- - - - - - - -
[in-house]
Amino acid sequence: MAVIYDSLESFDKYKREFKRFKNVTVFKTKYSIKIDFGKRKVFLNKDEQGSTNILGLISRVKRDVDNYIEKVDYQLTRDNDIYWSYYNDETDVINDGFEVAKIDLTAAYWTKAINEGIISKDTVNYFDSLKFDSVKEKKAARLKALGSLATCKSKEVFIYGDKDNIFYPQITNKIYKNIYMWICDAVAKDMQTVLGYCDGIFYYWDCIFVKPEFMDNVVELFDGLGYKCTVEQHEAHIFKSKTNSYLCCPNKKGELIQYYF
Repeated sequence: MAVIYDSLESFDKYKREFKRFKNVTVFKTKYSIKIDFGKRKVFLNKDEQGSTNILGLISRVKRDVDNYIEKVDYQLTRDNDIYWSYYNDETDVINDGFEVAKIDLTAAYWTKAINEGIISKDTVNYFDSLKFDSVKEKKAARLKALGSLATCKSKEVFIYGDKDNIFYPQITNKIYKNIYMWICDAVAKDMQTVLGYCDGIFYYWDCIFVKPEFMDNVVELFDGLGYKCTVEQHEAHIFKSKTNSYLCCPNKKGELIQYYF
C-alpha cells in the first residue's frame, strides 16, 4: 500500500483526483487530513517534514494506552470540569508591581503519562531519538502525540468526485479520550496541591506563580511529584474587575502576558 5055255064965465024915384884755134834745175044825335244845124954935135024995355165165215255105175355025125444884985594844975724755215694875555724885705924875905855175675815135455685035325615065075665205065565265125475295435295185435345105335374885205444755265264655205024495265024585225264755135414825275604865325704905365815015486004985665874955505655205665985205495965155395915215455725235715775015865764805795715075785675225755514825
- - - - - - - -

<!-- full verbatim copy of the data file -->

[in-house]
Amino acid sequence: MAVIYDSLESFDKYKREFKRFKNVTVFKTKYSIKIDFGKRKVFLNKDEQGSTNILGLISRVKRDVDNYIEKVDYQLTRDNDIYWSYYNDETDVINDGFEVAKIDLTAAYWTKAINEGIISKDTVNYFDSLKFDSVKEKKAARLKALGSLATCKSKEVFIYGDKDNIFYPQITNKIYKNIYMWICDAVAKDMQTVLGYCDGIFYYWDCIFVKPEFMDNVVELFDGLGYKCTVEQHEAHIFKSKTNSYLCCPNKKGELIQYYF
Repeated sequence: MAVIYDSLESFDKYKREFKRFKNVTVFKTKYSIKIDFGKRKVFLNKDEQGSTNILGLISRVKRDVDNYIEKVDYQLTRDNDIYWSYYNDETDVINDGFEVAKIDLTAAYWTKAINEGIISKDTVNYFDSLKFDSVKEKKAARLKALGSLATCKSKEVFIYGDKDNIFYPQITNKIYKNIYMWICDAVAKDMQTVLGYCDGIFYYWDCIFVKPEFMDNVVELFDGLGYKCTVEQHEAHIFKSKTNSYLCCPNKKGELIQYYF
C-alpha cells in the first residue's frame, strides 16, 4: 500500500483526483487530513517534514494506552470540569508591581503519562531519538502525540468526485479520550496541591506563580511529584474587575502576558 5055255064965465024915384884755134834745175044825335244845124954935135024995355165165215255105175355025125444884985594844975724755215694875555724885705924875905855175675815135455685035325615065075665205065565265125475295435295185435345105335374885205444755265264655205024495265024585225264755135414825275604865325704905365815015486004985665874955505655205665985205495965155395915215455725235715775015865764805795715075785675225755514825